Get more Mail & Guardian
Subscribe or Login

In bed with the best of them

I have passed many a sleepless night in a hotel bed. Some for entertaining reasons, others for economic ones, where flashing red lights and neighbouring feuds remind me, repeatedly, which side of the social and economic divide I find myself lying on.

So when I was offered the opportunity to sleep on a handcrafted Hästens bed in the Taj Cape Town, this was one luxury I was happy to take lying down.

And lie down I did, for more than the recommended daily allowance. In those hard hours of experiential journalism, I pushed myself to absorb fully the natural layers of cotton, wool, horsehair and flax that make up every Hästens bed, handcrafted to specification over several weeks in Sweden. I even bounced around a few ideas to verify the quality of traditional Swedish pine, before retiring to continue my sleep experience in earnest.

The Hästens 2000T II might sound like a model of sports car and, at R300 000, has a price tag that will get your heart racing and palms sweating all the same, but it is one vehicle you want to put some serious mileage on. It’s like being in a flotation tank, your body so perfectly and evenly supported that you actually feel weightless.

You get the feeling that a bed made up of more natural fibres than a hemp hammock and 180 hours of skilled human labour might just possibly offer a perfect night’s sleep.


I can’t say the bed changed my life or even my savings plan, but what I will say is that, if I went to bed a typical, practical South African, convinced that “a bed is a bed is a bed”, I woke up on the pragmatic side of the bed, furiously dividing the R300 000 price tag by the 25 years of our lives we reportedly spend chasing that elusive perfect night’s sleep – R32 a day, if you were wondering. R32.88 actually, but why split horsehairs when you have just paid more than your average annual income to have thousands of them supporting your spine, if not your argument.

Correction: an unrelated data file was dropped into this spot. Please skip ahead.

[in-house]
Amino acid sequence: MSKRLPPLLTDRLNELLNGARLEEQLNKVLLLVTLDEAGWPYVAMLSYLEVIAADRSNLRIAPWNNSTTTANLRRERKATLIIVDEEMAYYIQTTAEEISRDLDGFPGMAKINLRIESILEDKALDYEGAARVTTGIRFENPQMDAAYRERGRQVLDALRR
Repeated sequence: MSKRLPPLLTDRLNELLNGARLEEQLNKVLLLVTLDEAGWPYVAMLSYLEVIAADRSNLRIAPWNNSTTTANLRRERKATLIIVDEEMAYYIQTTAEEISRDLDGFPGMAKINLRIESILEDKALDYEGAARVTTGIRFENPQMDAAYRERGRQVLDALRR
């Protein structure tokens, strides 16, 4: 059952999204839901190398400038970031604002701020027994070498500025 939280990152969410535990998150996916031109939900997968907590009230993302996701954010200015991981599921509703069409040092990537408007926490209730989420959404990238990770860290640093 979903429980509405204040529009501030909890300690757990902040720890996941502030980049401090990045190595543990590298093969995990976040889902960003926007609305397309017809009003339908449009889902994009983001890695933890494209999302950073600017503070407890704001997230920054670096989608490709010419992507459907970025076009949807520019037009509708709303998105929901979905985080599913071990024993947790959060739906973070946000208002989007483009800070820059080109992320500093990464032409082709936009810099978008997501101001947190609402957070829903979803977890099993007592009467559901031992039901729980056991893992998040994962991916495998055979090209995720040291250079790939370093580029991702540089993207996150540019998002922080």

And there is an argument to be had for how much money we spend on keeping ourselves awake, in caffeine and sugar, versus how little we invest in keeping ourselves naturally awake, and out of the chiropractor’s office.

I am not alone in this thinking. Many sleep studies have proven what any overworked mother already knows – sleep deprivation is bad for your health and for everyone else’s wellbeing.

Dr Susan Redline, a sleep specialist at Brigham and Women’s Hospital in Boston, confirms this: “Sleep deficiency can affect mood and the ability to make memories and learn, but it also affects metabolism, appetite, blood pressure, levels of inflammation in the body and perhaps even the immune response.”

But until recently, few sleep studies were “going to the mattresses”, as the Godfather would have settled disputes. That was until Andy Krystal and Jack Edinger from Duke University spent four years looking into "how mattresses impact sleep, pain and daytime functioning".


It is the first study of its kind to look at the impact of a mattress on a person’s health in such depth – it evaluated 128 participants and more than 16 000 nights of sleep, making a case for investing more thought, if not money, into this critical purchase.

The study found, among other things, that even the smallest differences in mattress support caused correlating changes in sleep and pain levels.

Of course, not everyone likes it soft and supportive, but more interesting is the fact that most people wouldn’t be able to distinguish a good mattress from a bad one if a spring hit them in the face. Or so says the report, which found "people are essentially left to chance when trying to select a mattress using the generally recommended 'test drive' on the showroom floor".